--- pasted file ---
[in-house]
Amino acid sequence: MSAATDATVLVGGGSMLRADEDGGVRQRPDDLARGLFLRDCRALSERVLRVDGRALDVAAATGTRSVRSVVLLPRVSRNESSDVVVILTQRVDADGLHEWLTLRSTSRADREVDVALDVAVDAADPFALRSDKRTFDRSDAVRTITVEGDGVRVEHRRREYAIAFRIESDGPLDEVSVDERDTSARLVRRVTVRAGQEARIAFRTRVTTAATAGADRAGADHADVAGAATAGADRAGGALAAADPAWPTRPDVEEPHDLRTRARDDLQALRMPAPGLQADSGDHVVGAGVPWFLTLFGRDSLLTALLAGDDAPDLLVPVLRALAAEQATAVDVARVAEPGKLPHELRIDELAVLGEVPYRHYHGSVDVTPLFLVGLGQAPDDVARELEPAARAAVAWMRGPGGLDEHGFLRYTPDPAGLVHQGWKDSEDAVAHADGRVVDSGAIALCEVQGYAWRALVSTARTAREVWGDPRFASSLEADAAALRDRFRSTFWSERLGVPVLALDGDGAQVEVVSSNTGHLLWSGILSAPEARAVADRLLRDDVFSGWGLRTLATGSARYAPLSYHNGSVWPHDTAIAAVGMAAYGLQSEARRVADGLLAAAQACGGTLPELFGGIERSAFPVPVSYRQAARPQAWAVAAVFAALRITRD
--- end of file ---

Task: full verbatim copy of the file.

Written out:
[in-house]
Amino acid sequence: MSAATDATVLVGGGSMLRADEDGGVRQRPDDLARGLFLRDCRALSERVLRVDGRALDVAAATGTRSVRSVVLLPRVSRNESSDVVVILTQRVDADGLHEWLTLRSTSRADREVDVALDVAVDAADPFALRSDKRTFDRSDAVRTITVEGDGVRVEHRRREYAIAFRIESDGPLDEVSVDERDTSARLVRRVTVRAGQEARIAFRTRVTTAATAGADRAGADHADVAGAATAGADRAGGALAAADPAWPTRPDVEEPHDLRTRARDDLQALRMPAPGLQADSGDHVVGAGVPWFLTLFGRDSLLTALLAGDDAPDLLVPVLRALAAEQATAVDVARVAEPGKLPHELRIDELAVLGEVPYRHYHGSVDVTPLFLVGLGQAPDDVARELEPAARAAVAWMRGPGGLDEHGFLRYTPDPAGLVHQGWKDSEDAVAHADGRVVDSGAIALCEVQGYAWRALVSTARTAREVWGDPRFASSLEADAAALRDRFRSTFWSERLGVPVLALDGDGAQVEVVSSNTGHLLWSGILSAPEARAVADRLLRDDVFSGWGLRTLATGSARYAPLSYHNGSVWPHDTAIAAVGMAAYGLQSEARRVADGLLAAAQACGGTLPELFGGIERSAFPVPVSYRQAARPQAWAVAAVFAALRITRD